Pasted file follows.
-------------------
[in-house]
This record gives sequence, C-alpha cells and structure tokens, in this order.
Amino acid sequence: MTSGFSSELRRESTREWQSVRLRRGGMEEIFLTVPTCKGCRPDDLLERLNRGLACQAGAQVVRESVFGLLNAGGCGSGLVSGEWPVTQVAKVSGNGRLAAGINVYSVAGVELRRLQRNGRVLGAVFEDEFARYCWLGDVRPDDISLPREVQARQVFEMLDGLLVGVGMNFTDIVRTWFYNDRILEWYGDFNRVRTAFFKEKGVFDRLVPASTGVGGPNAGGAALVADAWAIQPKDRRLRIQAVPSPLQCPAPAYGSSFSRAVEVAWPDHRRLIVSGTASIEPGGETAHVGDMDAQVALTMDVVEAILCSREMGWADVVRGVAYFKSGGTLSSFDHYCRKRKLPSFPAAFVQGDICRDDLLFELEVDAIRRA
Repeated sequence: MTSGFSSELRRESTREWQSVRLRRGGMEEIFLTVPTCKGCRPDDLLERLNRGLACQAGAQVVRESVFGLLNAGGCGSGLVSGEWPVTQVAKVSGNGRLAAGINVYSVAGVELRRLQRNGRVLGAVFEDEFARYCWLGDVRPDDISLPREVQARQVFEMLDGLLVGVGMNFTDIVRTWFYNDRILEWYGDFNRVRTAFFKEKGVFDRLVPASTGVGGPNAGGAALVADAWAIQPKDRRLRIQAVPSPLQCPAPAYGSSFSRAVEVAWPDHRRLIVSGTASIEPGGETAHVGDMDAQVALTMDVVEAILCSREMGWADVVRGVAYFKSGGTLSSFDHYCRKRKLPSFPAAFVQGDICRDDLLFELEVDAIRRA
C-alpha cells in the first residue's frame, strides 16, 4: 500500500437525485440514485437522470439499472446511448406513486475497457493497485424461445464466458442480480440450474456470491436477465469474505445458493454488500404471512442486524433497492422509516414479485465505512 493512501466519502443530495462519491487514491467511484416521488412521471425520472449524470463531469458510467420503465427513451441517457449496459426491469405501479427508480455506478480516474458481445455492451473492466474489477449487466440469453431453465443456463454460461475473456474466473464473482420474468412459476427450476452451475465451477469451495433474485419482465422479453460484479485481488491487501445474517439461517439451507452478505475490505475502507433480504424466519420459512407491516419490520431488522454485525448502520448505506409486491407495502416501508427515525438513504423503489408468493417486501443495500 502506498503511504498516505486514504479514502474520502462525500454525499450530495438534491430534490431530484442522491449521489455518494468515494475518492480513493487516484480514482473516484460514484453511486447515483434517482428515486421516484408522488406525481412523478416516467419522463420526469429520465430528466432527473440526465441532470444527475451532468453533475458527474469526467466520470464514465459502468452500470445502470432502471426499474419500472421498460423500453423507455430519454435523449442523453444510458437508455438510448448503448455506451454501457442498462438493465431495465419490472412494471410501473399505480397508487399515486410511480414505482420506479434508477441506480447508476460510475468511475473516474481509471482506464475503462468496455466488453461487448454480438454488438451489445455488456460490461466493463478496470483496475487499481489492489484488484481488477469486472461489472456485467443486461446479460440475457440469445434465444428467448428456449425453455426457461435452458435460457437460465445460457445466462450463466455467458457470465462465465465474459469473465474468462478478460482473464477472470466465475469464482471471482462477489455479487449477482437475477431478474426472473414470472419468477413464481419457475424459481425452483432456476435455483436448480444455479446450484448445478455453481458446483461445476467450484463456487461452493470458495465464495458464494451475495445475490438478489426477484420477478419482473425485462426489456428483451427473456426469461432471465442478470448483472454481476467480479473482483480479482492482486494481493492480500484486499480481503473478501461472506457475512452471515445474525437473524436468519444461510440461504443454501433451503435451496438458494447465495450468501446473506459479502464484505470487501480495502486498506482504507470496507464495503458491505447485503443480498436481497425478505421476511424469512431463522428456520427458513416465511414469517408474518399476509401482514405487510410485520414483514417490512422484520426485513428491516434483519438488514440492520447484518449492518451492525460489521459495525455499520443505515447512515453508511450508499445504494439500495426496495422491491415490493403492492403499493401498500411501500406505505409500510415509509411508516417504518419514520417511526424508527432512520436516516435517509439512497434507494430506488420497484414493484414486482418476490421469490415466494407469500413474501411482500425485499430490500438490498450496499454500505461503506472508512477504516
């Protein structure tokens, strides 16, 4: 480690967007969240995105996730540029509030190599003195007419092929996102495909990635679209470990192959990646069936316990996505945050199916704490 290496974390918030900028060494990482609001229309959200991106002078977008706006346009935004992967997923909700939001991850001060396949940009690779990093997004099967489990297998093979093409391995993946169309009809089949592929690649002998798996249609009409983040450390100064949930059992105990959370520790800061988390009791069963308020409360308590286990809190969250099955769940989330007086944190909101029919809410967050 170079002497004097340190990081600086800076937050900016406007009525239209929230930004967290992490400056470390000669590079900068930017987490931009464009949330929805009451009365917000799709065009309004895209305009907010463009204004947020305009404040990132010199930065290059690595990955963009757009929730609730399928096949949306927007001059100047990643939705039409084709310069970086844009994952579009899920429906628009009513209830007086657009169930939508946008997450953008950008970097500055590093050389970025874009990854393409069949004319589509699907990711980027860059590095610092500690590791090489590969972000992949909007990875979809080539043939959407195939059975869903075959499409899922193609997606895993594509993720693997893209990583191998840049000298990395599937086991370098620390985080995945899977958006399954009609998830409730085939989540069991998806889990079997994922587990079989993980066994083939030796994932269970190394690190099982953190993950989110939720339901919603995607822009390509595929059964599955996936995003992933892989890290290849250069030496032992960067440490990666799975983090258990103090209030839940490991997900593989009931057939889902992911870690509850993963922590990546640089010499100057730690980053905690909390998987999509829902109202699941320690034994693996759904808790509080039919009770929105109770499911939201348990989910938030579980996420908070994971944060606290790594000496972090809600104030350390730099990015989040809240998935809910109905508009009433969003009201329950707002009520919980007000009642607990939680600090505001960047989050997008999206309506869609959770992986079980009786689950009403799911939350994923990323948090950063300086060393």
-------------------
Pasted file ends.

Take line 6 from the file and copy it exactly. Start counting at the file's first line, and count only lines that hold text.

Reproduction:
């Protein structure tokens, strides 16, 4: 480690967007969240995105996730540029509030190599003195007419092929996102495909990635679209470990192959990646069936316990996505945050199916704490 290496974390918030900028060494990482609001229309959200991106002078977008706006346009935004992967997923909700939001991850001060396949940009690779990093997004099967489990297998093979093409391995993946169309009809089949592929690649002998798996249609009409983040450390100064949930059992105990959370520790800061988390009791069963308020409360308590286990809190969250099955769940989330007086944190909101029919809410967050 170079002497004097340190990081600086800076937050900016406007009525239209929230930004967290992490400056470390000669590079900068930017987490931009464009949330929805009451009365917000799709065009309004895209305009907010463009204004947020305009404040990132010199930065290059690595990955963009757009929730609730399928096949949306927007001059100047990643939705039409084709310069970086844009994952579009899920429906628009009513209830007086657009169930939508946008997450953008950008970097500055590093050389970025874009990854393409069949004319589509699907990711980027860059590095610092500690590791090489590969972000992949909007990875979809080539043939959407195939059975869903075959499409899922193609997606895993594509993720693997893209990583191998840049000298990395599937086991370098620390985080995945899977958006399954009609998830409730085939989540069991998806889990079997994922587990079989993980066994083939030796994932269970190394690190099982953190993950989110939720339901919603995607822009390509595929059964599955996936995003992933892989890290290849250069030496032992960067440490990666799975983090258990103090209030839940490991997900593989009931057939889902992911870690509850993963922590990546640089010499100057730690980053905690909390998987999509829902109202699941320690034994693996759904808790509080039919009770929105109770499911939201348990989910938030579980996420908070994971944060606290790594000496972090809600104030350390730099990015989040809240998935809910109905508009009433969003009201329950707002009520919980007000009642607990939680600090505001960047989050997008999206309506869609959770992986079980009786689950009403799911939350994923990323948090950063300086060393």